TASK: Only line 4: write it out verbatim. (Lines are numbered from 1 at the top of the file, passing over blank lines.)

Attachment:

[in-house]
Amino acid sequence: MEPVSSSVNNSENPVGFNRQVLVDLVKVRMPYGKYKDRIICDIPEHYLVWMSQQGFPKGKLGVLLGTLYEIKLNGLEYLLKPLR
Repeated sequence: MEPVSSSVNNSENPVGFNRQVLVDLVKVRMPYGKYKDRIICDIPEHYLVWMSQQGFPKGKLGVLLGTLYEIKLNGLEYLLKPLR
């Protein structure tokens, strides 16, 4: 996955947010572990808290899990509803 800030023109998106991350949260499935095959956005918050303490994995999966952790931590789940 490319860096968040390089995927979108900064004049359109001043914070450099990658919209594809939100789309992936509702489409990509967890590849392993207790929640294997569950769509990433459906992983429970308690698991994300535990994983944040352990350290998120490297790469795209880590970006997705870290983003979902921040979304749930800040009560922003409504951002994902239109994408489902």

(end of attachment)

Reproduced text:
């Protein structure tokens, strides 16, 4: 996955947010572990808290899990509803 800030023109998106991350949260499935095959956005918050303490994995999966952790931590789940 490319860096968040390089995927979108900064004049359109001043914070450099990658919209594809939100789309992936509702489409990509967890590849392993207790929640294997569950769509990433459906992983429970308690698991994300535990994983944040352990350290998120490297790469795209880590970006997705870290983003979902921040979304749930800040009560922003409504951002994902239109994408489902």